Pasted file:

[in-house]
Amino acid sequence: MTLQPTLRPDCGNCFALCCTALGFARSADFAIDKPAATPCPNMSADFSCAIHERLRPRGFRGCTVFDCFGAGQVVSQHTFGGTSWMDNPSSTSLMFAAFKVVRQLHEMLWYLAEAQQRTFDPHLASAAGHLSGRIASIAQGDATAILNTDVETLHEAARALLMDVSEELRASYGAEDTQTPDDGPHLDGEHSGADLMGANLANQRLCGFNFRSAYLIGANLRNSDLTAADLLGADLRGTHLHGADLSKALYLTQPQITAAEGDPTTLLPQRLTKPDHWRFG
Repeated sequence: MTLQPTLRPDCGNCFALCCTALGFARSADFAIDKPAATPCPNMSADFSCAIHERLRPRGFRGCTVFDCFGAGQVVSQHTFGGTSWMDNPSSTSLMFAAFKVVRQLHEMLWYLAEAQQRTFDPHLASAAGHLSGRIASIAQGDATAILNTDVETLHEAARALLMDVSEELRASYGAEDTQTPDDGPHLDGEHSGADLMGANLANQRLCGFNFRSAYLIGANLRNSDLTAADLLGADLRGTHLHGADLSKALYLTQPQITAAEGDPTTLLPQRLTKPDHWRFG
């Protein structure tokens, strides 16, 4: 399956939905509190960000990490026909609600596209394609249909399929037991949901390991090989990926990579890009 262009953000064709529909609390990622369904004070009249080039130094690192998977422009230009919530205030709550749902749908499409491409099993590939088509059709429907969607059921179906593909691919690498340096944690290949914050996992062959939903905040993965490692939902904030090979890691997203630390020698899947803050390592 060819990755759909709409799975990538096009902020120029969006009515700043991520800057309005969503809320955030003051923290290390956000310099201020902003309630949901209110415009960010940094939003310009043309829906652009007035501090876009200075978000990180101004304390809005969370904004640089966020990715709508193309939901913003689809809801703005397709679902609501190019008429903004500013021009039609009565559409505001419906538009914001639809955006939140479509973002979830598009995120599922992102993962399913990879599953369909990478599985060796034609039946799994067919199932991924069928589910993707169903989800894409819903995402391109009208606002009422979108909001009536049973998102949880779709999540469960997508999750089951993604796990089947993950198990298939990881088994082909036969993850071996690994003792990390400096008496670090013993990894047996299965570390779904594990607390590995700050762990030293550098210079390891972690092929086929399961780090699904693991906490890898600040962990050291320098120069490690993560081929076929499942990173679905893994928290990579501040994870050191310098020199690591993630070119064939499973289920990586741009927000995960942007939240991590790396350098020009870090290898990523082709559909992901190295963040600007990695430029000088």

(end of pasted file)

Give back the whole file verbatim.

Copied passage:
[in-house]
Amino acid sequence: MTLQPTLRPDCGNCFALCCTALGFARSADFAIDKPAATPCPNMSADFSCAIHERLRPRGFRGCTVFDCFGAGQVVSQHTFGGTSWMDNPSSTSLMFAAFKVVRQLHEMLWYLAEAQQRTFDPHLASAAGHLSGRIASIAQGDATAILNTDVETLHEAARALLMDVSEELRASYGAEDTQTPDDGPHLDGEHSGADLMGANLANQRLCGFNFRSAYLIGANLRNSDLTAADLLGADLRGTHLHGADLSKALYLTQPQITAAEGDPTTLLPQRLTKPDHWRFG
Repeated sequence: MTLQPTLRPDCGNCFALCCTALGFARSADFAIDKPAATPCPNMSADFSCAIHERLRPRGFRGCTVFDCFGAGQVVSQHTFGGTSWMDNPSSTSLMFAAFKVVRQLHEMLWYLAEAQQRTFDPHLASAAGHLSGRIASIAQGDATAILNTDVETLHEAARALLMDVSEELRASYGAEDTQTPDDGPHLDGEHSGADLMGANLANQRLCGFNFRSAYLIGANLRNSDLTAADLLGADLRGTHLHGADLSKALYLTQPQITAAEGDPTTLLPQRLTKPDHWRFG
């Protein structure tokens, strides 16, 4: 399956939905509190960000990490026909609600596209394609249909399929037991949901390991090989990926990579890009 262009953000064709529909609390990622369904004070009249080039130094690192998977422009230009919530205030709550749902749908499409491409099993590939088509059709429907969607059921179906593909691919690498340096944690290949914050996992062959939903905040993965490692939902904030090979890691997203630390020698899947803050390592 060819990755759909709409799975990538096009902020120029969006009515700043991520800057309005969503809320955030003051923290290390956000310099201020902003309630949901209110415009960010940094939003310009043309829906652009007035501090876009200075978000990180101004304390809005969370904004640089966020990715709508193309939901913003689809809801703005397709679902609501190019008429903004500013021009039609009565559409505001419906538009914001639809955006939140479509973002979830598009995120599922992102993962399913990879599953369909990478599985060796034609039946799994067919199932991924069928589910993707169903989800894409819903995402391109009208606002009422979108909001009536049973998102949880779709999540469960997508999750089951993604796990089947993950198990298939990881088994082909036969993850071996690994003792990390400096008496670090013993990894047996299965570390779904594990607390590995700050762990030293550098210079390891972690092929086929399961780090699904693991906490890898600040962990050291320098120069490690993560081929076929499942990173679905893994928290990579501040994870050191310098020199690591993630070119064939499973289920990586741009927000995960942007939240991590790396350098020009870090290898990523082709559909992901190295963040600007990695430029000088």